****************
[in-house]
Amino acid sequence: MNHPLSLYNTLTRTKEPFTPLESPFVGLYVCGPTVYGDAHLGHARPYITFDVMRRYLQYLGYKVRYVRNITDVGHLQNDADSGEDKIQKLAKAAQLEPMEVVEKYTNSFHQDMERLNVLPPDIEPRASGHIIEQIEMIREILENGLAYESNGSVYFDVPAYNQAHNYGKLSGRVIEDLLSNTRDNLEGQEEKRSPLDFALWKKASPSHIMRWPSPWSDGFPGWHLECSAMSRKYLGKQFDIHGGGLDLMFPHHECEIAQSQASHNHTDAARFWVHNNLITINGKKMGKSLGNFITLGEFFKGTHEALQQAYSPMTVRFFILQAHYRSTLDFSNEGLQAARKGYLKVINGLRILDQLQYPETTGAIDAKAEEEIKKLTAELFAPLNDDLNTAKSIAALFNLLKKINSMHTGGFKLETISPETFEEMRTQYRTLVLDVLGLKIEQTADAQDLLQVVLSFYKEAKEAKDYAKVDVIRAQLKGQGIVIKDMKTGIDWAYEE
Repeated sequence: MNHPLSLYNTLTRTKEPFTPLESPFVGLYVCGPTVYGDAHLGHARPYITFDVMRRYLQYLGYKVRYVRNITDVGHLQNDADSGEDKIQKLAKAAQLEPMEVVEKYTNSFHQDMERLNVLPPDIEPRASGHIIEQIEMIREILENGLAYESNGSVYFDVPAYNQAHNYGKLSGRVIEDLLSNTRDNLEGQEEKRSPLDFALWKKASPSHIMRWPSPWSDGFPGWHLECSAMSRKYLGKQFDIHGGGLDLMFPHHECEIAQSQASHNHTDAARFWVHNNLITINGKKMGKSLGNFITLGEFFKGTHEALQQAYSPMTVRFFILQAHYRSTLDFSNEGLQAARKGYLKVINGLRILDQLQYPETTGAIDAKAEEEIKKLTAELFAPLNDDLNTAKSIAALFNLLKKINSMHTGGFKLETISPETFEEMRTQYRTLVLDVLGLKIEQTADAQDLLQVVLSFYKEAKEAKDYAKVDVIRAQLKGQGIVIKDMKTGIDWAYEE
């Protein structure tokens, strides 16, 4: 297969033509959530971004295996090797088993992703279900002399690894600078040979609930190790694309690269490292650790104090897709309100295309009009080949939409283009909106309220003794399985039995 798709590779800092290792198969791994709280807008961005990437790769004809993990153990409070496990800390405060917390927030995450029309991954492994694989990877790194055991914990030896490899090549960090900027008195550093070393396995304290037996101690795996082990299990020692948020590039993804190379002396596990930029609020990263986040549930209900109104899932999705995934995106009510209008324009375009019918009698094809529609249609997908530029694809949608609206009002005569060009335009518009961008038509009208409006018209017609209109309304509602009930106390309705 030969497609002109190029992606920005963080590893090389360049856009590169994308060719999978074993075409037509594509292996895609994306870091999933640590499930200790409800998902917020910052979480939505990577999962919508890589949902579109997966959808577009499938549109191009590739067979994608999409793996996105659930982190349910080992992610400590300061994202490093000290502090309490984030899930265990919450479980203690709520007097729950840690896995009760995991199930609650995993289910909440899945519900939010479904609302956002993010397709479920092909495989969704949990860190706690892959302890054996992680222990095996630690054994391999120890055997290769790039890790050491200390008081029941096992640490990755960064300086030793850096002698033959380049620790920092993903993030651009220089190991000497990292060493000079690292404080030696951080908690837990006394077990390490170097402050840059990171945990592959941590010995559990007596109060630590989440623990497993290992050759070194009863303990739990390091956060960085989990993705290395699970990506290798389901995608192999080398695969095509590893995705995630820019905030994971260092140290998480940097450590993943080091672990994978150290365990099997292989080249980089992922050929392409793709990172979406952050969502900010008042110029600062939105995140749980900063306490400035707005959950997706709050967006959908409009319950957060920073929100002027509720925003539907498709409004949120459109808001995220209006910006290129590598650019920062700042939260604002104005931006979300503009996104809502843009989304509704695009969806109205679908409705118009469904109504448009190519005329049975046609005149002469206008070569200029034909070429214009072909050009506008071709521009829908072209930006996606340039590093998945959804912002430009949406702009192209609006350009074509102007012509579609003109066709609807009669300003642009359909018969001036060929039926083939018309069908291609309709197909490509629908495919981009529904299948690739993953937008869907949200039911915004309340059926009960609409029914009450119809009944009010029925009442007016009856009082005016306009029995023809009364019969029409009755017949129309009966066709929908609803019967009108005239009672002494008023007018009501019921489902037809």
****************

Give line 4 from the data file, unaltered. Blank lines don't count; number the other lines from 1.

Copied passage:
């Protein structure tokens, strides 16, 4: 297969033509959530971004295996090797088993992703279900002399690894600078040979609930190790694309690269490292650790104090897709309100295309009009080949939409283009909106309220003794399985039995 798709590779800092290792198969791994709280807008961005990437790769004809993990153990409070496990800390405060917390927030995450029309991954492994694989990877790194055991914990030896490899090549960090900027008195550093070393396995304290037996101690795996082990299990020692948020590039993804190379002396596990930029609020990263986040549930209900109104899932999705995934995106009510209008324009375009019918009698094809529609249609997908530029694809949608609206009002005569060009335009518009961008038509009208409006018209017609209109309304509602009930106390309705 030969497609002109190029992606920005963080590893090389360049856009590169994308060719999978074993075409037509594509292996895609994306870091999933640590499930200790409800998902917020910052979480939505990577999962919508890589949902579109997966959808577009499938549109191009590739067979994608999409793996996105659930982190349910080992992610400590300061994202490093000290502090309490984030899930265990919450479980203690709520007097729950840690896995009760995991199930609650995993289910909440899945519900939010479904609302956002993010397709479920092909495989969704949990860190706690892959302890054996992680222990095996630690054994391999120890055997290769790039890790050491200390008081029941096992640490990755960064300086030793850096002698033959380049620790920092993903993030651009220089190991000497990292060493000079690292404080030696951080908690837990006394077990390490170097402050840059990171945990592959941590010995559990007596109060630590989440623990497993290992050759070194009863303990739990390091956060960085989990993705290395699970990506290798389901995608192999080398695969095509590893995705995630820019905030994971260092140290998480940097450590993943080091672990994978150290365990099997292989080249980089992922050929392409793709990172979406952050969502900010008042110029600062939105995140749980900063306490400035707005959950997706709050967006959908409009319950957060920073929100002027509720925003539907498709409004949120459109808001995220209006910006290129590598650019920062700042939260604002104005931006979300503009996104809502843009989304509704695009969806109205679908409705118009469904109504448009190519005329049975046609005149002469206008070569200029034909070429214009072909050009506008071709521009829908072209930006996606340039590093998945959804912002430009949406702009192209609006350009074509102007012509579609003109066709609807009669300003642009359909018969001036060929039926083939018309069908291609309709197909490509629908495919981009529904299948690739993953937008869907949200039911915004309340059926009960609409029914009450119809009944009010029925009442007016009856009082005016306009029995023809009364019969029409009755017949129309009966066709929908609803019967009108005239009672002494008023007018009501019921489902037809």